The Asian American and Native American Pacific Islander-Serving Institutions (AANAPISI) program was established by the U.S. Congress on Sept. 27, 2007, to improve the availability and quality of postsecondary education programs to support low-income, first-generation Asian American, Native American, and Pacific Islander students.
AANAPISI Week — from Sept. 25 to Oct. 1 this year — honors the significance and achievements of AANAPISIs. It provides the opportunity for organizations and institutions to celebrate the educational support of underserved Asian American, Native Hawaiian, and Pacific Islander (AANHPI) students, according to APIA Scholars, the nation’s largest 501(c)3 non-profit organization that provides college scholarships to Asian and Pacific Islander Americans (APIA) with financial need.
As a designated AANAPISI, UH West O‘ahu will commemorate AANAPISI Week with a variety of activities and opportunities.
“This is a time for us to both learn about and celebrate the achievements of our programs, faculty/staff and students who make visible, tangle with, and address the socio-cultural, genealogical, political and economic challenges of Asian American, Native American, Native Hawaiian, and Pacific Islander communities,” said UH West O‘ahu Chancellor Maenette Benham. “I am immensely proud of UH West O‘ahu as a gathering place of learning, study, and action that leads to social justice.”
Here are ways to celebrate AANAPISI Week at UH West O‘ahu:
- Check out select books and videos. The James & Abigail Campbell Library teamed up with ‘Ulu‘ulu: The Henry Kuʻualoha Giugni Moving Image Archive of Hawai‘i to create a curated list of books and videos in honor of AANAPISI Week. Additionally, because it’s currently Hawaiian History Month, the library compiled resources examining the Kamehameha Dynasty, specifically the accomplishments of Kamehameha II – Kamehameha V.
- Visit “Himeyuri and Hawaii.” The exhibition from the Himeyuri Peace Museum in Okinawa examines the connection between Himeyuri and Hawai‘i. It shares the story of the Himeyuri Student Corps — consisting of students from the Okinawa First Girls’ High School and the Okinawa Female Normal School — who were mobilized in 1945 during the Battle of Okinawa. The exhibit is on display through Jan. 31, 2024, at the James & Abigail Campbell Library during library hours. Click here for more information. Also, the library compiled a curated list of resources specific to Okinawa.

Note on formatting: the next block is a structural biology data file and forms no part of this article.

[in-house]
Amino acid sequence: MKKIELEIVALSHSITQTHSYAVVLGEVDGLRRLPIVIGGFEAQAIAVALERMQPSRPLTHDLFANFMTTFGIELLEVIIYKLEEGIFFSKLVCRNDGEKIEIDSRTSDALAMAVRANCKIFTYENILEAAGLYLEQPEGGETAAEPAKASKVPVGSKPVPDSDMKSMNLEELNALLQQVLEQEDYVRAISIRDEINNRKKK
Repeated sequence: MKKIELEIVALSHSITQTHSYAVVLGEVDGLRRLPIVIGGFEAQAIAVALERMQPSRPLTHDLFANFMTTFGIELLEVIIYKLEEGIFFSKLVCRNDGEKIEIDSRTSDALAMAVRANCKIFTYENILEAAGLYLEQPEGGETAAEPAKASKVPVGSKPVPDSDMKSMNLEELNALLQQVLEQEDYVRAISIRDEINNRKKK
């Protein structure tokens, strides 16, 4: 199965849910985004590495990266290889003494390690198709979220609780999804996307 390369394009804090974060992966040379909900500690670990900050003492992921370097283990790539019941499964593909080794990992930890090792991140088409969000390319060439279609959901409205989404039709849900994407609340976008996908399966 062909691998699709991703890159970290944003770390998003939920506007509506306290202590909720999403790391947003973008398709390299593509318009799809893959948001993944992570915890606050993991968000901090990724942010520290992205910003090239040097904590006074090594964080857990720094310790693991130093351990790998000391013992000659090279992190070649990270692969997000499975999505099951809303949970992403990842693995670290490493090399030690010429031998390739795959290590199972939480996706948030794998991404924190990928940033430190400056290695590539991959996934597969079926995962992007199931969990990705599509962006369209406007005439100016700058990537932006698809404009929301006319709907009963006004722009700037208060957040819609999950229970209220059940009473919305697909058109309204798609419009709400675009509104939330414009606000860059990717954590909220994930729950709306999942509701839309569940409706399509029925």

- Volunteer in the coconut grove. The Uluniu Project hosts monthly sessions to teach people about the Pacific Island staple food, coconut. The group plans to host 10 Army soldiers in the uluniu (coconut grove) on campus as part of a shared collaboration with Schofield Barracks. In honor of AANAPISI Week, the Uluniu Project is inviting all UH West O‘ahu faculty, staff, and students to join the soldiers and help out in the grove from 9 to 11 a.m. on Wednesday, Sept. 27. For more information, email email@example.com or firstname.lastname@example.org.
- Attend Pueo Pilina 2023. The event is a celebration of UH West O‘ahu students that will be held from noon to 4 p.m. on Wednesday, Sept. 27, at the UH West O‘ahu Campus Courtyard. Organizers aim to present a meaningful event for all university community members to celebrate their connection to one another, to students, and to this ‘āina, Honouliuli. For more information, email email@example.com.
- Attend the AANAPISI Week Advocacy in Action Virtual Bootcamp (students only). UH West O‘ahu AANHPI students and young leaders are welcome to join APIA Scholars for a free virtual advocacy bootcamp, 12:30 to 2 p.m. on Wednesday, Sept. 27, online. Participants will learn about AANAPISIs, develop advocacy skillsets and knowledge, and take action to become advocates for AANAPISIs. Register here.